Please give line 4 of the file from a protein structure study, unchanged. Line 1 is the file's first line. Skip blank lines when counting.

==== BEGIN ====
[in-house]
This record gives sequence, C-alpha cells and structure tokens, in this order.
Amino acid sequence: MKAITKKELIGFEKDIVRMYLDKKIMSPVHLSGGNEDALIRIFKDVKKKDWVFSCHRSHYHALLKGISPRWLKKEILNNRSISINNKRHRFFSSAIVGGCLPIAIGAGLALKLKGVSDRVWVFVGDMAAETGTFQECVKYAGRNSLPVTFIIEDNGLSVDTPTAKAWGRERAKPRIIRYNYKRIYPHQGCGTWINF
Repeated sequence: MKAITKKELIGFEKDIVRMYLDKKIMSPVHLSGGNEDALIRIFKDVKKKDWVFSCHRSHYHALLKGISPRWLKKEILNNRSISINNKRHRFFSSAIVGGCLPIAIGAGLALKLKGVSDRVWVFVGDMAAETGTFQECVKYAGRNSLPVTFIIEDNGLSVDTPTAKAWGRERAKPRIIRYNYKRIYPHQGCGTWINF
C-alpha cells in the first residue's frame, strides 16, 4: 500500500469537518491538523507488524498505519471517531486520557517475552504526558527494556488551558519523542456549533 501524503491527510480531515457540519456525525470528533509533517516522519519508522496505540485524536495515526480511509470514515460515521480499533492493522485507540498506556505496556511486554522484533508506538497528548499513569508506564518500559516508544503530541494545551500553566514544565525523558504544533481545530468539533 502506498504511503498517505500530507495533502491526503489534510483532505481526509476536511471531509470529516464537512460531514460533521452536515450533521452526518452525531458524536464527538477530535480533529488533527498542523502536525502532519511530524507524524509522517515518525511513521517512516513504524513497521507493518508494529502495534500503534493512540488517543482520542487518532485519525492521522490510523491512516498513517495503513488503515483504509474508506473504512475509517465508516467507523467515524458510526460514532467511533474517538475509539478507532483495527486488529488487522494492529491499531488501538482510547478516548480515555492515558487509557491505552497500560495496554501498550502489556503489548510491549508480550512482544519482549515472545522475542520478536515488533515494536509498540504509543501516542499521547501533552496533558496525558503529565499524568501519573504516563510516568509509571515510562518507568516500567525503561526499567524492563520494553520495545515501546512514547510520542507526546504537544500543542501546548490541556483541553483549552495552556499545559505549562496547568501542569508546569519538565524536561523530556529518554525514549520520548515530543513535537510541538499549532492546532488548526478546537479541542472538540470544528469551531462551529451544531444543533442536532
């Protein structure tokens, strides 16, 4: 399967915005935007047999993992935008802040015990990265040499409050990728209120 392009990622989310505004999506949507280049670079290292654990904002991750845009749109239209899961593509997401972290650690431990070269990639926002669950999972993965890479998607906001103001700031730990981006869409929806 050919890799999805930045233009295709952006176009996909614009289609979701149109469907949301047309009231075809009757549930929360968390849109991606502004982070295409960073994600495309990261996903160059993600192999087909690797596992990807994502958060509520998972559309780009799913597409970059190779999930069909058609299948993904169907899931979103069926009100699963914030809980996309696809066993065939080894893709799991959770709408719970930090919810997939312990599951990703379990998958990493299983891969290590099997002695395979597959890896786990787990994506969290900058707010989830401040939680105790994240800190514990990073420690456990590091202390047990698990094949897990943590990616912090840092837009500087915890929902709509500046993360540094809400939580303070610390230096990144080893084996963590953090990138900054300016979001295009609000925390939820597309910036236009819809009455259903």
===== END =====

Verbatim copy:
Repeated sequence: MKAITKKELIGFEKDIVRMYLDKKIMSPVHLSGGNEDALIRIFKDVKKKDWVFSCHRSHYHALLKGISPRWLKKEILNNRSISINNKRHRFFSSAIVGGCLPIAIGAGLALKLKGVSDRVWVFVGDMAAETGTFQECVKYAGRNSLPVTFIIEDNGLSVDTPTAKAWGRERAKPRIIRYNYKRIYPHQGCGTWINF